constituents u mixture of aggregate and paste u paste30 to 40% u portland cement7% to 15% by Vol. u water 14% to 21% by Vol. u Aggregates 60% to 70% u coarse aggregates u Fine aggregates u Admixtures
Portland Cement u Dry powder of very fine particles u forms a paste when mixed with water u chemical reaction-Hydration u glue u paste coats all the aggregates together u hardens and forms a solid mass
Water u needed for two purposes: u chemical reaction with cement u workability u only 1/3 of the water is needed for chemical reaction u extra water remains in pores and holes u results in porosity u Good for preventing plastic shrinkage cracking and workability u Bad for permeability, strength, durability.
Aggregates u cheap fillers u hard material u provide for volume stability u reduce volume changes u provide abrasion resistance
Admixtures u chemical u set retarders u set accelerators u water reducing u air entraining u mineral u fly ash u silica fume u slags
Properties of fresh concrete u Workability u ease of placement u resistance to segregation u homogeneous mass u Consistency u ability to flow
Slump Test u Inverted cone u fill it up with three layers of equal volume u rod each layer 25 times u scrape off the surface 8” 4” 12”
Slump test results u stiff 0-2” u massive sections, little reinforcement u use vibration u medium2-5” u columns, beams, retaining walls u Fluid5-7” u heavily reinforced section, flowable concrete
Factors affecting slump u water cement ratio u w/c = weight of water / weight of cement example: weight of water mixed at the plant 292 lbs. weight of cement 685 lbs./cu. yard w/c = 292/685 = 0.43
water cement ratio if you add 10 gallons of water per cubic yard at job site, then: extra water 10 gallons/cubic yard * (3.8 liters/gallon) * (2.2 lbs./kg) *( 1kg/liter) = 83.77 lbs. total water 282 + 83.77 = 365.77 new w/c = 365.77 / 685 = 0.534 >> 0.43
Factors affecting slump- paste content u constant water cement ratio u increase paste content u increase slump u NO GOOD u constant cement content u increase water content u increase slump u NO GOOD
Factors Affecting Slump- Water Content u Add water at the constant cement content, w/c increases, slump increases. u Add water at a constant water cement ratio, have to increase cement as well, slump increases.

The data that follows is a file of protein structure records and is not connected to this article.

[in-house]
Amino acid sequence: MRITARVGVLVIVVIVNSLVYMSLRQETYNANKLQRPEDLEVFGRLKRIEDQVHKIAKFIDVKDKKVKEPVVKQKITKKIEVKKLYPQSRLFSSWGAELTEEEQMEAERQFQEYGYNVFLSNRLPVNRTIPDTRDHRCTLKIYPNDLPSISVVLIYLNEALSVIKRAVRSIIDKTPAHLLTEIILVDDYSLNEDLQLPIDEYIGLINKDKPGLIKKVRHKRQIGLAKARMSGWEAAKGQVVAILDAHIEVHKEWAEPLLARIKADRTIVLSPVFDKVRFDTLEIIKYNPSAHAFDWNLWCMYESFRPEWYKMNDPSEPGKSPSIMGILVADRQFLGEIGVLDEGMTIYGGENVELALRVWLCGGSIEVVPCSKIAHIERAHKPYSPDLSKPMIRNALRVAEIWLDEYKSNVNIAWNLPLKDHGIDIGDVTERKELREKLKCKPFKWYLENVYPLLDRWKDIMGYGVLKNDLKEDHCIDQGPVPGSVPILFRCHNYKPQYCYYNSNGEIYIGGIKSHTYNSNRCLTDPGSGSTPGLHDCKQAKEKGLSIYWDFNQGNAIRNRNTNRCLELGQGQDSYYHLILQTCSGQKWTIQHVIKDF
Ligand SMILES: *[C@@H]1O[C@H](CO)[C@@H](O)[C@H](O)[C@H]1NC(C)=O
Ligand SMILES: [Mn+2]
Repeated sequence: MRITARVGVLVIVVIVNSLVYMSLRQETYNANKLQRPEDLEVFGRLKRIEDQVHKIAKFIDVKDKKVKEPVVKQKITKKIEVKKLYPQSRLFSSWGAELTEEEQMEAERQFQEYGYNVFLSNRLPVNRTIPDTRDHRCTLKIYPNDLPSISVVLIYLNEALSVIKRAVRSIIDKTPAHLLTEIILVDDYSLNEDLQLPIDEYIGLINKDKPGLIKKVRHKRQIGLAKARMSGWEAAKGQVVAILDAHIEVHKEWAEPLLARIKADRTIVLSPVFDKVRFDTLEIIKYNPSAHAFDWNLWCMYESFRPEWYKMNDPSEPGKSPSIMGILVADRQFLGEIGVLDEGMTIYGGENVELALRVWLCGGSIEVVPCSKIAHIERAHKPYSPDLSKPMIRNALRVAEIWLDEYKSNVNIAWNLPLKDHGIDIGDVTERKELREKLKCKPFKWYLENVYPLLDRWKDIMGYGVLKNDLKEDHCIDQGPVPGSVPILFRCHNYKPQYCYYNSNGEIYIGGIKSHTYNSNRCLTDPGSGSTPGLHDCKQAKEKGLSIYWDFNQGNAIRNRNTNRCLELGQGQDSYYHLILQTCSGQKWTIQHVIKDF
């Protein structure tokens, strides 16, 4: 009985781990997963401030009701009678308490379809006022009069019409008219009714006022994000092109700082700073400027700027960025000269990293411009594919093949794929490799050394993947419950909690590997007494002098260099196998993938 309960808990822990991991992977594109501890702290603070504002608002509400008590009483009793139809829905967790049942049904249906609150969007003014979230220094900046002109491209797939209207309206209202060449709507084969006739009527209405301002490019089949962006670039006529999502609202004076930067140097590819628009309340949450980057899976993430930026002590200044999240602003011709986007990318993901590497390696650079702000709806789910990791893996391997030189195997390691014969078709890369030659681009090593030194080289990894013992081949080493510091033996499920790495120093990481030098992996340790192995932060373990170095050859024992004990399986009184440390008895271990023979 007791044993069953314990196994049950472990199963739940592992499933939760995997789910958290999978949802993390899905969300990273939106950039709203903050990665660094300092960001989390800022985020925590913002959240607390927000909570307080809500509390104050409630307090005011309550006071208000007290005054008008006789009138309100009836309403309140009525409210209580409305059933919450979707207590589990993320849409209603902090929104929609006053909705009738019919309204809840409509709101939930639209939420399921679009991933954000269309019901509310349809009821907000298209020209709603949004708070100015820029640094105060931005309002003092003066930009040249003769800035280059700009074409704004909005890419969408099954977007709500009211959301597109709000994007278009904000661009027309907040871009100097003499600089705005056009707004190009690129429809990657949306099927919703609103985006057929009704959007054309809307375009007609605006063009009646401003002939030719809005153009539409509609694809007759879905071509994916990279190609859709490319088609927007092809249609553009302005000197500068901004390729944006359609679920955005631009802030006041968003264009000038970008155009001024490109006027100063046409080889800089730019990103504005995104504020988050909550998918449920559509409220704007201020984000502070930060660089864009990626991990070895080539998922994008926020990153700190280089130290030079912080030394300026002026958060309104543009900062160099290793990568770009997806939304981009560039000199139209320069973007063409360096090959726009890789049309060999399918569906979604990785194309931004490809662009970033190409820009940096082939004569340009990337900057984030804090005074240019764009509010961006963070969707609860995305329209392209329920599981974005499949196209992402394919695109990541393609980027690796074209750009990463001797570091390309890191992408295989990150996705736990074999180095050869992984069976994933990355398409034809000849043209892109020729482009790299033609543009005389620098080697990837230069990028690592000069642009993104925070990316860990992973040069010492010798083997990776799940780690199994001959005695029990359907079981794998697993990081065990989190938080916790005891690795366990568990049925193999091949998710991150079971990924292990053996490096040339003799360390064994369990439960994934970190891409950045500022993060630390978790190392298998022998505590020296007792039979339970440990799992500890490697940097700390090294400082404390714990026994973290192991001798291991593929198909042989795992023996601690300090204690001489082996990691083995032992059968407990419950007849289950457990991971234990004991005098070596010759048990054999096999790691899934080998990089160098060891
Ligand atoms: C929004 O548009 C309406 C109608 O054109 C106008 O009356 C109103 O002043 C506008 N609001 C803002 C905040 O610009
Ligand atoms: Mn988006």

Admixtures u set retarding admixtures u set accelerating admixtures u water reducing admixtures u superplasticizers u air entraining admixtures
Factors affecting slump u Aggregates u grading the larger the particle size, the higher the slump for a given paste content
effect of aggregate size 1” Consider a single aggregate the size of 1”x1”x1”
Compute the surface area as you break up the particles volume = 1 cubic in surface area = 6 square inches volume = 1 cubic in surface area = 1.5*8= 12 square inches block surface area = 0.5*0.5*6=1.5 block surface area = 1*1*6= 6
Water accumulation on surface Examine the concrete surface
Interaction between bleeding and evaporation surface water Evaporation Bleed water Bleed water = evaporation
Too much evaporation leads to surface cracking no surface water Evaporation Bleed water < Evaporation drying
Side diagram of surface contraction Wants to shrink Does not want to shrink
Free Shrinkage, causes volume change, but no stresses before shrinkage After Shrinkage
Restrained Shrinkage- creates stresses, which may cause cracking
Restrained shrinkage cracking Parallel cracking perpendicular to the direction of shrinkage
Bleeding and its control u Creates problems: u poor pumpability u delays in finishing u high w/c at the top u poor bond between two layers u causes u lack of fines u too much water content u Remedies u more fines u adjust grading u entrained air u reduce water content
Causes of Plastic Shrinkage Cracking u water evaporates faster than it can reach the top surface u drying while plastic u cracking
Plastic Shrinkage Cracking- Remedies u Control the wind velocity u reduce the concrete’s temperature u use ice as mixing water u increase the humidity at the surface u fogging u cover w/polyethylene u curing compound u Fiber reinforcement
Curing u The time needed for the chemical reaction of portland cement with water. u Glue is being made. u concrete after 14 days of curing has completed only 40% of its potential. u 70 % at 28 days.
Curing tips u ample water u do not let it dry u dry concrete = dead concrete, all reactions stop u can not revitalize concrete after it dries u keep temperature at a moderate level u concrete with flyash requires longer curing
Temperature effects on curing u The higher the temperature the faster the curing u best temperature is room temperature u strongest concrete is made at temperature around 40 F.(not practical) u If concrete freezes during the first 24 hrs., it may never be able to attain its original properties.
Temperature effects on curing u real high temperatures above 120 F can cause serious damage since cement may set too fast. u accelerated curing procedures produce strong concrete, but durability might suffer. u autoclave curing.